Yarnell Fire: Condolences Pour in for 19 Firefighters Lost
After 19 firefighters died Sunday battling a wildfire in Yarnell, Ariz., condolences from U.S. President Barack Obama, Senators, many Americans, and people all over the world, praised their courage and mourned their loss.
The Granite Mountain Hotshots, a crew of 20 elite firefighters with the Prescott Fire Department, were called to battle a wildfire that spanned roughly 2,000 acres, according to local Prescott publication The Daily Courier.
A hotshot who was working apart from the others survived, the other 19 died. Art Morrison of the Arizona State Forestry Commission explained to CNN what happened: “In normal circumstances, when you’re digging fire lines, you make sure you have a good escape route, and you have a safety zone set up. Evidently, their safety zone wasn’t big enough, and the fire just overtook them. By the time the other firefighters got in, they didn’t survive.”
An investigation is underway. The names of the firefighters had not been released as of Monday morning. The town of Yarnell is home to about 700; about 200 homes have been destroyed.
It has been 80 years since so many firefighters died in a single U.S. wildfire, according to the Courier. In 1933, 25 firefighters died in the Griffith Park fire in Los Angeles.
Prescott Fire Department Fire Chief Dan Fraijo told the Courier: “We’re devastated. We just lost 19 of the finest people you’ll ever meet …Truly we’re going through a terrible crisis right now.”
Obama gave his condolences on Sunday during his trip in Africa, quoted by the Agence France-Presse (AFP): “They were heroes—highly-skilled professionals who, like so many across our country do every day, selflessly put themselves in harm’s way to protect the lives and property of fellow citizens they would never meet.”
“The federal government is already assisting, and we will remain in close contact with state and local officials to provide the support they need,” he said. “But today, Michelle and I join all Americans in sending our thoughts and prayers to the families of these brave firefighters and all whose lives have been upended by this terrible tragedy.”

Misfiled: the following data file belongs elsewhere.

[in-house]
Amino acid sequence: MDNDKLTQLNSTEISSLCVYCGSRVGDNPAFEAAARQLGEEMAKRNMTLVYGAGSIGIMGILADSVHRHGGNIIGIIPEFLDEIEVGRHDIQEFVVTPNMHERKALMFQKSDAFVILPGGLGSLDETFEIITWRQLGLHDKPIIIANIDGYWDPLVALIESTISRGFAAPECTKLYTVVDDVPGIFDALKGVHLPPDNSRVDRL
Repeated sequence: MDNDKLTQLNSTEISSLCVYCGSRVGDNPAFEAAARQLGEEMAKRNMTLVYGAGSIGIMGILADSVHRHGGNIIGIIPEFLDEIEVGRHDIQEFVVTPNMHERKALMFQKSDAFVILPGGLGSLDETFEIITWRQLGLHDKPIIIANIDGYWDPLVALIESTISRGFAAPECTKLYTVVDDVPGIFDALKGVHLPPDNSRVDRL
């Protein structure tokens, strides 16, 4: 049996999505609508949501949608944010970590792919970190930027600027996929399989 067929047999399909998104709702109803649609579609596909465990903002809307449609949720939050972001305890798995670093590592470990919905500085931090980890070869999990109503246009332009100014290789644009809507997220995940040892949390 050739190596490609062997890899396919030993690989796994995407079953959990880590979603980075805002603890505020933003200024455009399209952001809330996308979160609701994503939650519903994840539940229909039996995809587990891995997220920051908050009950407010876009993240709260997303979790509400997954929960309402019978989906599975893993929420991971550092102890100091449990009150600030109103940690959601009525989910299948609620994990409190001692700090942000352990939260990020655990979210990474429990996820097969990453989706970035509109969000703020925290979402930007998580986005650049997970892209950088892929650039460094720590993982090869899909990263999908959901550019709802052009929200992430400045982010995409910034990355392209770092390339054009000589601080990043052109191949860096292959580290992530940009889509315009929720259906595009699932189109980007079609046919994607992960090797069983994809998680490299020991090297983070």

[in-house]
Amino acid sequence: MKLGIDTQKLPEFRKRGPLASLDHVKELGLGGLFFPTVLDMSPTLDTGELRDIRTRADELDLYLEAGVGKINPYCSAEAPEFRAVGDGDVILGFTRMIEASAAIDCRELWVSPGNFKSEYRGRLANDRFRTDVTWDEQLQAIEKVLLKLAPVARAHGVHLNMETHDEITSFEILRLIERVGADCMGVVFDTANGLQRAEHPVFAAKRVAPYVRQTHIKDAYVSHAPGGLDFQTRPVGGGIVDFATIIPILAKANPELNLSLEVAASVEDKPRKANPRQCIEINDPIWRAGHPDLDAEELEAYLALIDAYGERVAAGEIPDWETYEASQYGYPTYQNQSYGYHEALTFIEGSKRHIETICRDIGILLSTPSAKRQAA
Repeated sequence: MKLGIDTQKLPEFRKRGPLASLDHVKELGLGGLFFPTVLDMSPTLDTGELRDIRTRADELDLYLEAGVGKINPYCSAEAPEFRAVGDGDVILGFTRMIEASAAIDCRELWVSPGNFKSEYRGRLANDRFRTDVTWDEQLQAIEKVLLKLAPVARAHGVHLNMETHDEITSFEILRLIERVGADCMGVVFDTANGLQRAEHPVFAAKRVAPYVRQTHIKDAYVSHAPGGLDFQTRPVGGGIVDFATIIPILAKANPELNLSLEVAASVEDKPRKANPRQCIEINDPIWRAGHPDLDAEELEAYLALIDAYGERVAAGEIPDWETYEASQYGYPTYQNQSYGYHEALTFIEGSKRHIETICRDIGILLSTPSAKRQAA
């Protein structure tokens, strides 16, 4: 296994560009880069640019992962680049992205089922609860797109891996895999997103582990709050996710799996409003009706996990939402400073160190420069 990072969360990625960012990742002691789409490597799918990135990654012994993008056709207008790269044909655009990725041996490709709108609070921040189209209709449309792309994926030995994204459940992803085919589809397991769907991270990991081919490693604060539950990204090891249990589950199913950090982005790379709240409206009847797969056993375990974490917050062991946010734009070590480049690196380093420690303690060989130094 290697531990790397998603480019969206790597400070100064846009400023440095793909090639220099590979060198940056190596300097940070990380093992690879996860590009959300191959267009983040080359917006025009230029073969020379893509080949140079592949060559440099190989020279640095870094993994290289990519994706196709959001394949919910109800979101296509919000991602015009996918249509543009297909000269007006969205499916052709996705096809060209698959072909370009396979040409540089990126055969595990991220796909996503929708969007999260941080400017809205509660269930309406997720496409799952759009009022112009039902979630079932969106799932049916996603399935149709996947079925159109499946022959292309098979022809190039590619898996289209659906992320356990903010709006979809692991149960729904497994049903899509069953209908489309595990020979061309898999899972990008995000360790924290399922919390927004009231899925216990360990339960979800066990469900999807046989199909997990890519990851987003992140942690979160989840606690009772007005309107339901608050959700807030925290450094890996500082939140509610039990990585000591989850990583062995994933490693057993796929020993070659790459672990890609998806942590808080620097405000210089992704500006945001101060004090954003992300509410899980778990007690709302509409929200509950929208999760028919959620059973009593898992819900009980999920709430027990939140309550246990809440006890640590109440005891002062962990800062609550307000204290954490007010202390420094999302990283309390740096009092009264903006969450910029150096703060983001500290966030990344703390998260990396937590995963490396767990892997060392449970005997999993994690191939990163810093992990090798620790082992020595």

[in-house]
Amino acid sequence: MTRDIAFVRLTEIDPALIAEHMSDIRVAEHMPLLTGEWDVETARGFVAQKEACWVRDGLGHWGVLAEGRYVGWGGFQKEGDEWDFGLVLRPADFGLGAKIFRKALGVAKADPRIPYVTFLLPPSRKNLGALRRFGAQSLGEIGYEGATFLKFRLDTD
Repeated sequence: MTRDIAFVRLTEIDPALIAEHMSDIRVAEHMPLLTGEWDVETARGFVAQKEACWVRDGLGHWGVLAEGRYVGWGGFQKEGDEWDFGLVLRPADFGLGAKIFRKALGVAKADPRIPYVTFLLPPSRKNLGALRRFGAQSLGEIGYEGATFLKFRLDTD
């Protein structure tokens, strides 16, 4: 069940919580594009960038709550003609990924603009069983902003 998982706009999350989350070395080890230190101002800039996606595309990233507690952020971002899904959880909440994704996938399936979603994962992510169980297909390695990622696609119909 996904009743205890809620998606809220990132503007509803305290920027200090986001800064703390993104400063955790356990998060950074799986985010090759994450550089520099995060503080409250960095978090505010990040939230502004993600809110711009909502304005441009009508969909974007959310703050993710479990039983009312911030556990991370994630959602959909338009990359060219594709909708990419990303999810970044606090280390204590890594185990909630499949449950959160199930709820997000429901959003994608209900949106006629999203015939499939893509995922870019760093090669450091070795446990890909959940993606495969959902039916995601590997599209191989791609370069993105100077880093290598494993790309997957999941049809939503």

Senator John McCain wrote on his Facebook page: “Today, the families and loved ones of the 19 brave firefighters who lost their lives battling the Yarnell Hill Fire in Central Arizona—as well as those still fighting the fire—are in the thoughts and prayers of all Americans. This devastating loss is a reminder of the grave risks our firefighters take every day on our behalf in Arizona and in communities across this nation. Their sacrifice will never be forgotten.”
Arizona Gov. Jan Brewer is quoted by the Prescott E-News: “This is as dark a day as I can remember, with Arizona suffering the truly unimaginable loss of 19 wildland firefighters. They were battling the Yarnell Fire, near Prescott, when the fast-moving blaze overtook their position.
“It may be days or longer before an investigation reveals how this tragedy occurred, but the essence we already know in our hearts: fighting fires is dangerous work. The risk is well-known to the brave men and women who don their gear and do battle against forest and flame.
“When a tragedy like this strikes, all we can do is offer our eternal gratitude to the fallen, and prayers for the families and friends left behind. God bless them all.”
On a Facebook page set up in memory of the firefighters, many Americans and people from all over the world expressed sympathy.
“The loss of these good people makes me feel ill. Can’t even imagine what their families are going through right now,” wrote Yvonne Luppens Erickson.
“I carried the Prescott Hotshots on my Fire bus several times in the past,” wrote Dianne Bartlett. “My heart is breaking today. I know that most of those I knew have already graduated to other things, but I wanted to say they were some of the nicest folks I carried. RIP I know you died doing something you loved. I pray for the families and friends of these heroes,” she added.
Mike Jerbi quotes a poem written by R. Hoffman, a Missouri firefighter, titled “Fallen”:
“Rest now my fallen brother
Lay soft your suffering back
Rest well and forever
Your memory shall not lack
Rest your tired hands
Wipe clean your weary brow
Rest with St. Florian
Your spirit now endowed
Rest here your breaking heart
We know you gave your all
Rest easy, you’ve done your part
You’ve answered your last call
Rest knowing that in God we sought
Oh Lord, watch over another who just fell
Rest assured your troubled thought
As we ring the final bell.”
Fawn Cortes wrote, “May you rest in perfect peace our protectors.”